December 1-15, 2010
I arrived at the Hill House on a snowy afternoon after a red-eye and a long layover, so I was excited but exhausted. Walking into the cozy house, I was welcomed by fresh flowers, a thoughtful note, and a warm bed, which I fell into right away. I slept away that afternoon, ate a delicious dinner, and then wrote five thousand words while snow fell gently outside. I called it quits at three in the morning, totally satisfied with my “day.” My diurnality was wrecked, but it didn’t matter.
As the “days” went by, I discovered things about the house: places to work, places to curl up and read, which one is the best blanket. Having always lived with other people, I also discovered things about myself: I don’t talk to myself; I get scared of the dark; I like being alone. Every day, I wrote for several hours, but even more I read. I read book after book, in complete, uninterrupted quiet. During those silent afternoons in the hammock, and those long nights by the fire, I focused on what makes a good, absorbing book, and I renewed my excitement for trying to make one.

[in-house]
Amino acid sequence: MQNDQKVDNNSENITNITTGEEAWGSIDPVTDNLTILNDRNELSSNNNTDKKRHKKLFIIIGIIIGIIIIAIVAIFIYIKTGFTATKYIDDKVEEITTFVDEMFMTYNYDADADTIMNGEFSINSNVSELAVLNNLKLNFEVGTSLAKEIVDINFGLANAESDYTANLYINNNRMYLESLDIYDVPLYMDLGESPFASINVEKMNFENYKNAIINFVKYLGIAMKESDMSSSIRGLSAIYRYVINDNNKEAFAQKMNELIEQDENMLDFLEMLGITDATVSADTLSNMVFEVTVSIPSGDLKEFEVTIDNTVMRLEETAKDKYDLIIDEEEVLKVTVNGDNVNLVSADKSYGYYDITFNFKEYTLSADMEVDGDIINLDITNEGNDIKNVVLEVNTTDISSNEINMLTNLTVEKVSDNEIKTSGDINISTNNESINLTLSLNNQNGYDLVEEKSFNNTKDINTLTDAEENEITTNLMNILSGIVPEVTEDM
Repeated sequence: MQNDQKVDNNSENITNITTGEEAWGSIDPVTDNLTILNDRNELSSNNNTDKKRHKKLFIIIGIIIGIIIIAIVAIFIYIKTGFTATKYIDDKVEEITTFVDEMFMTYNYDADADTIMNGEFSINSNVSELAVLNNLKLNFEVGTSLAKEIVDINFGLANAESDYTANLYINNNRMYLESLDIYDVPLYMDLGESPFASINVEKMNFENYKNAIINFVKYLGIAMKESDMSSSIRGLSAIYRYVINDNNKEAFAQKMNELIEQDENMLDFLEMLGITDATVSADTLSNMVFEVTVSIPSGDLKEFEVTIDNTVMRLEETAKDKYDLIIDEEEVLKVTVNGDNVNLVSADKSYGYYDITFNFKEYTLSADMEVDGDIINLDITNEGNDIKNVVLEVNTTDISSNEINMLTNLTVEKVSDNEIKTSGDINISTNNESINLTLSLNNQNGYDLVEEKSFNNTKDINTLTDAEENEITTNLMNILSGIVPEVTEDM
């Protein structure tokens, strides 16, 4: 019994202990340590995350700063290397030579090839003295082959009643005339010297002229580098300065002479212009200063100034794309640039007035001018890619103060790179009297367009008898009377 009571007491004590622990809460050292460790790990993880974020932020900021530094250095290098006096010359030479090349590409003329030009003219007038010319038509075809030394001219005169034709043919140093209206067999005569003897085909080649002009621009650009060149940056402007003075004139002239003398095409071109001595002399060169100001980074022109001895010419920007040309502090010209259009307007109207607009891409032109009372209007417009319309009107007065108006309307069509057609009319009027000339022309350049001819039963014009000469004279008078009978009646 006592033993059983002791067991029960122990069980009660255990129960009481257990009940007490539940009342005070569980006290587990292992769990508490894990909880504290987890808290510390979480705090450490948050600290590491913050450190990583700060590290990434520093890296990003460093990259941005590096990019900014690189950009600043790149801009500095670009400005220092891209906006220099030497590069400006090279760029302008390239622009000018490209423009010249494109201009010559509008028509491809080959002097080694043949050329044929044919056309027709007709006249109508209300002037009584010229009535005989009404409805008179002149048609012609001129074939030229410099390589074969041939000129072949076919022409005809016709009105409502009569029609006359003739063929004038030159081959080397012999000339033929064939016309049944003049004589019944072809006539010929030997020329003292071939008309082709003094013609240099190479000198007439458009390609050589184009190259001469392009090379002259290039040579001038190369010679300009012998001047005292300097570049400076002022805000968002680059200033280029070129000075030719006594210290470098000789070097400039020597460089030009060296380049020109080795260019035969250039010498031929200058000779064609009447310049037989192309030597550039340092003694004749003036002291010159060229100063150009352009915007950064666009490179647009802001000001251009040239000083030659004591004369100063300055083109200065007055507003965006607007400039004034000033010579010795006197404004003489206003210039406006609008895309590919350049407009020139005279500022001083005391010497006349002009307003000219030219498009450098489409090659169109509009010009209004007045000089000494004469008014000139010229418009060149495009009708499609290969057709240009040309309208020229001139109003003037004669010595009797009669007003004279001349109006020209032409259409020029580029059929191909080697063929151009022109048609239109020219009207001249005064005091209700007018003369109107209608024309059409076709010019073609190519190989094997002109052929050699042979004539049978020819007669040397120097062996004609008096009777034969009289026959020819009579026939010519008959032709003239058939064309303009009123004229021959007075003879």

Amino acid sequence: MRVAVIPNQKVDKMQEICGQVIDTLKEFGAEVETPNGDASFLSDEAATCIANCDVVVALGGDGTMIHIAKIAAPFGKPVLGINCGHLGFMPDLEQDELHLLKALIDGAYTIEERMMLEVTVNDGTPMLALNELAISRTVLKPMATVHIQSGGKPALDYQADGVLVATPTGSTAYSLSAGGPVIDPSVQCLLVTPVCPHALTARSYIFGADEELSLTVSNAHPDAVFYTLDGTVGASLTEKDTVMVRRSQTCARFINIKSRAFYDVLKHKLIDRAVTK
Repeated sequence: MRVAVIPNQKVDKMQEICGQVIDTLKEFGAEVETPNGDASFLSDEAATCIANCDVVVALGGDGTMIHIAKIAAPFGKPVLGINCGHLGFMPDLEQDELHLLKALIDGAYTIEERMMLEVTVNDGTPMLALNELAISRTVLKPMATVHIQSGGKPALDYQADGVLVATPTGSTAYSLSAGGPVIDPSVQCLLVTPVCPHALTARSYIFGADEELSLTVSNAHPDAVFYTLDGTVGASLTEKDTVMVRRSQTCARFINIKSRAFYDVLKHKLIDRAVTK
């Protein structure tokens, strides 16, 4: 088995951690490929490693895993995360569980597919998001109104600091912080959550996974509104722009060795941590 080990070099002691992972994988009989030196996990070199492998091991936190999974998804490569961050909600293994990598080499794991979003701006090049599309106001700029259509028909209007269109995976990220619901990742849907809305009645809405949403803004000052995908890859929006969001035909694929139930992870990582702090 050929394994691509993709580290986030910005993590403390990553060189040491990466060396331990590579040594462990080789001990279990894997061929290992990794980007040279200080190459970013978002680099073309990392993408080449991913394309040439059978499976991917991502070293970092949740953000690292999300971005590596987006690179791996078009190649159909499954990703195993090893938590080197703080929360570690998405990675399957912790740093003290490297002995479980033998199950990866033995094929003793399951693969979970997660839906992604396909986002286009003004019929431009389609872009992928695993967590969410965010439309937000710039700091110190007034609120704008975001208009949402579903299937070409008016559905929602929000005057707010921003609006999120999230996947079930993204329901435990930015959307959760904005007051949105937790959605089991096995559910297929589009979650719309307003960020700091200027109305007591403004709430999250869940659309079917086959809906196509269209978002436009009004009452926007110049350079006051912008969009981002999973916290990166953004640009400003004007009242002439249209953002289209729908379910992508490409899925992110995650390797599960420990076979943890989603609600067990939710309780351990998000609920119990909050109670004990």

From the home-raised eggs and vegetables at our potluck, the dinner conversations about cheese caves and brewing chemicals, and even the unhomogonized milk in the fridge, it was clear that the ISLAND staff care a lot about how good food, and other good things, are made to happen. They are passionate about producing the means for good living, and helping others do the same. Because of their influence, I am more conscious of my power to make the things that matter to me, including stories, and to do so on my terms.